Diverticulosis, diverticular bleeding, and diverticulitis are all related to the development of small sacs in the colon wall. When these sacs or pockets form in the bowel, it is called diverticulosis and is very common, especially in people over 60. Most people with diverticulosis have no symptoms. However, when symptoms occur they may include rectal bleeding, or infection in the sac that is known as diverticulitis. When diverticulitis occurs, the pockets in the bowel wall become inflamed and infected and cause bowel changes, diarrhea, painful cramps, abdominal pain, or fever.
Treatment for diverticular disease depends on the severity of symptoms and usually can be treated with increased dietary fiber and water intake. For diverticulitis, the mainstay is antibiotics, liquids, and pain management. Once the flare has resolved, a colonoscopy may be required to exclude colon cancer or other problems. If diverticulitis becomes recurrent or results in significant illness, surgery may be necessary in order to remove the diseased part of the colon and alleviate painful symptoms and infection. This surgery, a partial colectomy, is performed under general anesthesia and is usually done with a laparoscopic approach that significantly decreases hospital stay and post-operative pain. After surgery, most people are back to work in three to four weeks.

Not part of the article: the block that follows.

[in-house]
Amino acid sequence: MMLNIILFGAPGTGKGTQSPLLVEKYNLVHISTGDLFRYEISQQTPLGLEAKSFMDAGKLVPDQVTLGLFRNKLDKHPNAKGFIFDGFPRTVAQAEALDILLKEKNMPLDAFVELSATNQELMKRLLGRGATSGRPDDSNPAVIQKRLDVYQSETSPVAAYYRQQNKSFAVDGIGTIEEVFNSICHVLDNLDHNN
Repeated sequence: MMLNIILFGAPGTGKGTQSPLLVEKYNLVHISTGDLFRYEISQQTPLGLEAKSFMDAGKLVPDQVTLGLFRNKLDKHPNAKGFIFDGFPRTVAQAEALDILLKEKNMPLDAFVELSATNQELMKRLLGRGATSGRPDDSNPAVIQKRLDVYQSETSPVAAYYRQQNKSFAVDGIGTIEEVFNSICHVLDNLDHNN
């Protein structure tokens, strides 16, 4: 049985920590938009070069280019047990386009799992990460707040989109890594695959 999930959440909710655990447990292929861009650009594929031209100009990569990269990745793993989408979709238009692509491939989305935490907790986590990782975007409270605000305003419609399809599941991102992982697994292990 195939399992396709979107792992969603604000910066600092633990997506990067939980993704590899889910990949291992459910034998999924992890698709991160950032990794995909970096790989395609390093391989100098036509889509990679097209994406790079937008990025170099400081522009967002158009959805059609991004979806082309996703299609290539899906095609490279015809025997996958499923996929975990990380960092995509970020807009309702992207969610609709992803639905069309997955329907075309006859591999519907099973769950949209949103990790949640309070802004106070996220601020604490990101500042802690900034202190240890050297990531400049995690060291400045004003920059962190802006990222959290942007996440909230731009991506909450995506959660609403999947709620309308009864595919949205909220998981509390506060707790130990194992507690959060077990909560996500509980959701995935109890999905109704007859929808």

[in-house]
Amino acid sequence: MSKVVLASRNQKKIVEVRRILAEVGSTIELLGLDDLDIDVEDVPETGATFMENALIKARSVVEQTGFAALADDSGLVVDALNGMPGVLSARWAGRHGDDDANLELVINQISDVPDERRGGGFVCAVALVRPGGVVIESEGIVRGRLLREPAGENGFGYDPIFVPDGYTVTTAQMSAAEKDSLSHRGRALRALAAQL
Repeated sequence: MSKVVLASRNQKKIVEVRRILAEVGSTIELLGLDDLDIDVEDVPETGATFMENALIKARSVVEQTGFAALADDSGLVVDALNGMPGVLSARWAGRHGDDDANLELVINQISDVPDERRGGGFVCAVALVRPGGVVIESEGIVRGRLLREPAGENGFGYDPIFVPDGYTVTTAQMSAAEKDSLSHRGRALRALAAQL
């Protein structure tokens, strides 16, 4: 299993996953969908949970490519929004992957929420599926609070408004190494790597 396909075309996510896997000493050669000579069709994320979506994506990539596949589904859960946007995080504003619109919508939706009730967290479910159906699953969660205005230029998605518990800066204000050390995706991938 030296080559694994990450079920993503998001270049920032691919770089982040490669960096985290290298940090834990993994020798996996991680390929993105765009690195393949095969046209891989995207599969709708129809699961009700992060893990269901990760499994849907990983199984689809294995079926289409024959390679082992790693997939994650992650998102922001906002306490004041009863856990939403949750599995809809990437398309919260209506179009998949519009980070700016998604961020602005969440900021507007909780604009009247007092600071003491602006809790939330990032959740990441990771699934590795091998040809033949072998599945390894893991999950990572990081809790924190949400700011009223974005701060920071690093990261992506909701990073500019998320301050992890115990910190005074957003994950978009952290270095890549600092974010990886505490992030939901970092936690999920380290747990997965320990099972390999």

If you are suffering from diverticular disease, contact TOA Surgical Specialists today to make an appointment with one of our specialists to discuss treatment options.
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